SIMILARITY: Psoriasis and Eczema Are Both Serious

Don’t let anyone downplay the impact that either psoriasis or eczema can have on your daily life. Not only are they extremely annoying, but these conditions can cause a high degree of physical and emotional pain.

Sure, psoriasis and eczema aren’t endangering your life like other conditions, but they still cause harm. It is critical to consult your doctor or general practitioner for a proper diagnosis and treatment plan and to educate friends and family to spread awareness and understanding.

Psoriasis: Types, Symptoms, and Treatments

Eczema vs. Psoriasis: Towel and essential oils

There are several major types of psoriasis. While there’s no cure for psoriasis, there are certainly ways to relieve suffering from the symptoms. Below is a brief description of each, along with a suggested treatment. 

Plaque Psoriasis

Plaque psoriasis is the most common type of psoriasis. The name comes from the raised lesions on the skin that are often dry and red, with silvery skin flakes on top. These lesions can hurt and itch. Plaque psoriasis can be found anywhere on the body and can vary greatly in its extent, from one localized outbreak to many outbreaks on the body.

For plaque psoriasis, try a specialized psoriasis cream. It will help you exfoliate the excess skin cells while reducing redness and itch. 

Guttate Psoriasis

Guttate psoriasis is a less common form of psoriasis that usually occurs as a result of a bacterial or viral infection, though reactions to certain medications or stress can cause it as well. Rather than scales, the outbreak appears as small “drops” that are not as raised as plaque psoriasis and typically don’t leave a scar. It usually appears on the trunk or the limbs and can be minor to severe.

Besides treatments like phototherapy, a hot bath with a psoriasis-friendly bath bomb can help relieve these symptoms.

Inverse Psoriasis

Inverse psoriasis occurs where skin meets skin. It shows up as a red, itchy, sensitive rash that is neither raised nor scaly. Common places for inverse psoriasis to occur are in skin folds, armpits, under the breasts, or any place there is frequent friction and moisture.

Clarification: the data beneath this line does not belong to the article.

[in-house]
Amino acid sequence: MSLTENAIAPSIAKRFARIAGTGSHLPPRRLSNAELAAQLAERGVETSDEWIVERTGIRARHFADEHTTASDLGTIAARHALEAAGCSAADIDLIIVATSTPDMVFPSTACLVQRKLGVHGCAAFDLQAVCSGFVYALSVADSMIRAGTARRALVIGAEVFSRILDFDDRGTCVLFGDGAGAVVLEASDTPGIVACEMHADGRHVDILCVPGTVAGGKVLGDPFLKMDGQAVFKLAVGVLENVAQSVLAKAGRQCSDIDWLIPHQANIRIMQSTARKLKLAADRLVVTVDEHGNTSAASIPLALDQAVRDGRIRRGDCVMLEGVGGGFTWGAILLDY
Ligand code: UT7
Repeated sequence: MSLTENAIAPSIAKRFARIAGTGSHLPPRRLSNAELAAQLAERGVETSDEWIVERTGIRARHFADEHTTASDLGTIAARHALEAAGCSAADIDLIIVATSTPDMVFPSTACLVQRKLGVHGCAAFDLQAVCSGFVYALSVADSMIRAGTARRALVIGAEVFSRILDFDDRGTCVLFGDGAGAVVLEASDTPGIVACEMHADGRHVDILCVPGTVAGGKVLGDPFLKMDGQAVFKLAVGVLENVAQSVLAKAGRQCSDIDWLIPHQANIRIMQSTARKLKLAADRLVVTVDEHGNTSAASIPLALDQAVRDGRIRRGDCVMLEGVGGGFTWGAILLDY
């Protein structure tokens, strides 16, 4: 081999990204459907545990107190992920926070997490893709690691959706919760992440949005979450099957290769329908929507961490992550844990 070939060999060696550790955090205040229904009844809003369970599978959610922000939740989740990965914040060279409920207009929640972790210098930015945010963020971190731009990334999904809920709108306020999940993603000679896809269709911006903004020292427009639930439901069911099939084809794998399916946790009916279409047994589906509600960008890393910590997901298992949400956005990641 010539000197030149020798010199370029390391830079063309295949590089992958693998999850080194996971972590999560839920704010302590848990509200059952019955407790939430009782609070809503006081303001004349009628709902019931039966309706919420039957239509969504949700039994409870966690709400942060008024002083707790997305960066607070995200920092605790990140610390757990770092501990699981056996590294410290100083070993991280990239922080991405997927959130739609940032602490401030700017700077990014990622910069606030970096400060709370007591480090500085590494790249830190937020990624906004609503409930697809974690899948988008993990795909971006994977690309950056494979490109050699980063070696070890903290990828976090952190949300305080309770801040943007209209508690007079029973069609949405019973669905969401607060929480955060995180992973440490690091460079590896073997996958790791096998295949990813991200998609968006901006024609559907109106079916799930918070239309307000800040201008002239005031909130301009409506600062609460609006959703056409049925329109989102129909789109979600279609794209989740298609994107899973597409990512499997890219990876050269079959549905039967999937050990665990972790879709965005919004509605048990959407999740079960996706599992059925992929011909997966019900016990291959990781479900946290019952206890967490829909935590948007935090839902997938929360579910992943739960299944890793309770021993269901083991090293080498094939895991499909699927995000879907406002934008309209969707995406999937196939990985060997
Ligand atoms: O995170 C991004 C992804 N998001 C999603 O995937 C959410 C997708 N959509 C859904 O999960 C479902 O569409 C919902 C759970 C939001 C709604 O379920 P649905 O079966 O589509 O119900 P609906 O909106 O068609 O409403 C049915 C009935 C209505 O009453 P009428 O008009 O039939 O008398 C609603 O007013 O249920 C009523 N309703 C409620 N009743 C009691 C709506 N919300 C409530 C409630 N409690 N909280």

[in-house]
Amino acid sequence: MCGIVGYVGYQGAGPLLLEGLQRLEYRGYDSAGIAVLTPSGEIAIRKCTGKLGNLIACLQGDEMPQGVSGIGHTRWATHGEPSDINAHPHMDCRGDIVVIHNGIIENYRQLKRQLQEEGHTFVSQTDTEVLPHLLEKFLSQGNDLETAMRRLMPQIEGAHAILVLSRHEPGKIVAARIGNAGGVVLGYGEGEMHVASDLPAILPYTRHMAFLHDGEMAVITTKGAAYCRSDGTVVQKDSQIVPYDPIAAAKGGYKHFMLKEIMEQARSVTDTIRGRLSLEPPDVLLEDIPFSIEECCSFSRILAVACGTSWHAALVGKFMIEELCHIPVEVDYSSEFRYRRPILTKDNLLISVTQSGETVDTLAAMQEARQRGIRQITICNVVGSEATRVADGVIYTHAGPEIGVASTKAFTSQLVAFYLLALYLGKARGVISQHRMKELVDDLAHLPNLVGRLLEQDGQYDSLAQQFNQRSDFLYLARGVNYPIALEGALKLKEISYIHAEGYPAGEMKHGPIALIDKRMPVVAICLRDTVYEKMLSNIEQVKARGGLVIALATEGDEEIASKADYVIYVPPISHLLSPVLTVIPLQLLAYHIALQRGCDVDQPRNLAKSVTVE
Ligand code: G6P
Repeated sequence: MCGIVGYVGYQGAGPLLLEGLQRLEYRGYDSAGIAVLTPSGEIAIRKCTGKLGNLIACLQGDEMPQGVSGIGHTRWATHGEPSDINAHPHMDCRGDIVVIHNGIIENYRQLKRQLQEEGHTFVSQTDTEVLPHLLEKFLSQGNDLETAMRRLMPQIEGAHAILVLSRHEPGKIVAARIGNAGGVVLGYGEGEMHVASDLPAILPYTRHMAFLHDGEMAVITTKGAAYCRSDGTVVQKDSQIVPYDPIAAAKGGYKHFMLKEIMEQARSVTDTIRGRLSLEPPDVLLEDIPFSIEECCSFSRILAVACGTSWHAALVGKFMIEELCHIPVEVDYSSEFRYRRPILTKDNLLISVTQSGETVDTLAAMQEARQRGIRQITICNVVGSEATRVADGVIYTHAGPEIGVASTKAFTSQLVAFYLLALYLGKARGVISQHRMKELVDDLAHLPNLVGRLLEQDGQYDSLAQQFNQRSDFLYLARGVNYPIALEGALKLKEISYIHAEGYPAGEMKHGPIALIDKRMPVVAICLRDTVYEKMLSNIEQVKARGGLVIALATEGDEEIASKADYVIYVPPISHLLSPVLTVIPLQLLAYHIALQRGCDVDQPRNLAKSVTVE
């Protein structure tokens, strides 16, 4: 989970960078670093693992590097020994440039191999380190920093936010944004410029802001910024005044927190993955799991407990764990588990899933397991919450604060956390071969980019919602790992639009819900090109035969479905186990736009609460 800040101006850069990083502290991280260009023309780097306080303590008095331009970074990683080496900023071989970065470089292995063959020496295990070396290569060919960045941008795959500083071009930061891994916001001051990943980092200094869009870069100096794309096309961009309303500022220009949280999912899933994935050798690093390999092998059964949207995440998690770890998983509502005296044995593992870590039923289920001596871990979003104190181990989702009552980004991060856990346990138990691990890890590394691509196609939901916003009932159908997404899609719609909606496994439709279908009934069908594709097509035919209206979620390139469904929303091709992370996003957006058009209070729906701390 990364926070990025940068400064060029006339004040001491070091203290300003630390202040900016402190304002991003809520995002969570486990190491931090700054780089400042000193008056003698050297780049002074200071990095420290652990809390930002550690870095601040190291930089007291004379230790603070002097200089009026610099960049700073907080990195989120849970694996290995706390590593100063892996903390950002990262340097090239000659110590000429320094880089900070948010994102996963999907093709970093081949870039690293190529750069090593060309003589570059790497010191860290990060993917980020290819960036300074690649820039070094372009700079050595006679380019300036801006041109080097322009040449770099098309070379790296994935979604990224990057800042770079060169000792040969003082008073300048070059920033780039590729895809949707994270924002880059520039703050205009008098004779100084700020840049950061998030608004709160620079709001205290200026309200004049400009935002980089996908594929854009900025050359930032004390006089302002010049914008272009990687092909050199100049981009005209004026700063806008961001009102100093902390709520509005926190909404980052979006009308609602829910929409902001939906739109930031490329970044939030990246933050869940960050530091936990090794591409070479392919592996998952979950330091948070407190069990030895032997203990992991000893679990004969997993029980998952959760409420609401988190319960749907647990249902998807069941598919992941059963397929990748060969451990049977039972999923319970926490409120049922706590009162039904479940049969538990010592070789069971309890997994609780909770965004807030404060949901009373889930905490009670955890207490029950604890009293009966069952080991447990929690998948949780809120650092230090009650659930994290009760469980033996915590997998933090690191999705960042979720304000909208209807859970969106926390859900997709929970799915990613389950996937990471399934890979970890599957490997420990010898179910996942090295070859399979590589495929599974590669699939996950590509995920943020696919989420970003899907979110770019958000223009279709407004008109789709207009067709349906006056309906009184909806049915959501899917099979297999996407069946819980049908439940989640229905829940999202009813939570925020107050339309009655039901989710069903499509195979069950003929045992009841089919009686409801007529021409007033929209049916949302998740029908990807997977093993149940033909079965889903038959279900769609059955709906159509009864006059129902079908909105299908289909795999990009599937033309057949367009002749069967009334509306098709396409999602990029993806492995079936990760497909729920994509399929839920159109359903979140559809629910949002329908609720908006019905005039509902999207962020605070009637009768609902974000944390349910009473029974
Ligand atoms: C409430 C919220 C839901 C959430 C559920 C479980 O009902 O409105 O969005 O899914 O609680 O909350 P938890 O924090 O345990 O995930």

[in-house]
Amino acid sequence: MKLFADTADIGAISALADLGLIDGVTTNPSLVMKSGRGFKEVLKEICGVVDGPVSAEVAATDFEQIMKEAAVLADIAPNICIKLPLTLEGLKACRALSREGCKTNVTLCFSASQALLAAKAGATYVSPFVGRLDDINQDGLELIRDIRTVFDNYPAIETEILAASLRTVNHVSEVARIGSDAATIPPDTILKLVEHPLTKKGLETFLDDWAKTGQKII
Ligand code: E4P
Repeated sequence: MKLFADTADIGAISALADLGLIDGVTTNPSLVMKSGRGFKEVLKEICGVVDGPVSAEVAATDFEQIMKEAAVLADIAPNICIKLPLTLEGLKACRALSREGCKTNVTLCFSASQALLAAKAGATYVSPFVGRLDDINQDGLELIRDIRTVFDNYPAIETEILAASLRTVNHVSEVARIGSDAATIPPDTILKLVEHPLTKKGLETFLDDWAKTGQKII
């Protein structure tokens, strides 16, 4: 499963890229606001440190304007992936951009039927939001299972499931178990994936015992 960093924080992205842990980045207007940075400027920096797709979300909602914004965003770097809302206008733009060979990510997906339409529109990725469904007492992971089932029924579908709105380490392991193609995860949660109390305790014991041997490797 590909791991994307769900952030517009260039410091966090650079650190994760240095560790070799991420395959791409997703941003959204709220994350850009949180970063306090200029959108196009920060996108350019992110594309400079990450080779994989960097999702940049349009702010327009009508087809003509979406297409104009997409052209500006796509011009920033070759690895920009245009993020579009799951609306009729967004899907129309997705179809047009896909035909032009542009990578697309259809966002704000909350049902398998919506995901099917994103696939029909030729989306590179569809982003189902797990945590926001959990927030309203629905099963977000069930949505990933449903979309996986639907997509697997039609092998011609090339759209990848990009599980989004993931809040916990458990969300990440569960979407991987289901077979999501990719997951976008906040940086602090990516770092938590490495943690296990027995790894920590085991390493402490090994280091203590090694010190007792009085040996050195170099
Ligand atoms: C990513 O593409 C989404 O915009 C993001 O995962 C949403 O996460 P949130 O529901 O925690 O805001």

A topical cream is usually the best way to treat inverse psoriasis. Applied daily, the cream can reduce irritation and improve the quality of the skin.

Pustular Psoriasis

Pustular psoriasis is a more severe form of psoriasis. Sufferers of pustular psoriasis will notice non-infected pustules filled with pus. These can be localized to areas like the hands and the feet or they may be more widespread. In addition to pustules, this condition can lead to redness and scaling as well.

Pustular psoriasis can be triggered by a number of different causes, ranging from medications to pregnancy to stress and overexposure to sunlight. 

If it’s widespread, it’s best to consult a dermatologist as, in some cases, it can be life-threatening. 

If it’s localized to the hands and feet, for example, switching to a psoriasis-friendly soap can help reduce symptoms. 

Erythrodermic Psoriasis

Although it’s one of the least common types of psoriasis, erythrodermic psoriasis can cause major discomfort for those who suffer from it. It can cover the entire body with a painful, irritated, red rash. 

Erythrodermic psoriasis should be treated by a dermatologist. At home, sufferers can reduce their symptoms with a soothing psoriasis-friendly bath.  

Nail Psoriasis

Psoriasis can also affect the fingernails and toenails. They can cause the nails to become lumpy or discolored. In some circumstances, nail psoriasis can cause the fingernail to fall off or crumble altogether. 

A psoriasis serum can be helpful in treating nail psoriasis by encouraging cell turnover and helping hydrate the nails and the skin around them. 

Psoriatic Arthritis

Psoriatic arthritis affects both the joints and the skin. In this case, both joints and skin will become painful and inflamed. Psoriatic arthritis can range from mild to severe and can affect any part of the body. If left untreated, it can cause long-term joint damage. 

If you’re concerned about psoriatic arthritis, it’s best to speak to a doctor. At home, you can apply a topical psoriasis cream to help alleviate symptoms. 

Eczema: Types, Symptoms, and Treatments

Homemade balms and lip treatments

Just like psoriasis, there are several major types of eczema and there is no cure. For those with children who suffer from eczema, take comfort in the fact that many doctors note that food-related eczema symptoms tend to decrease over time

Atopic Eczema

Atopic eczema, also known as atopic dermatitis, is the most common type of eczema. If you’re diagnosed with atopic eczema, the causes can be numerous and varied. It’s red and itchy and can appear on the face, neck, joints, or in skin folds. 

Atopic eczema can appear for many reasons, including genetics, family history, or personal immune system irregularities. It’s common in children, though adults suffer as well. 

Using a gentle, soothing topical cream can help reduce the redness and itch while repairing your skin. 

Nummular Eczema

Nummular eczema is a specific variety of eczema in which itchy, coin-shaped lesions appear. It often appears as a result of a burn, insect bite, or other injury to the skin. Although it most frequently appears on the arms or legs, it may spread to the torso. It needs to be treated or it can result in an infection.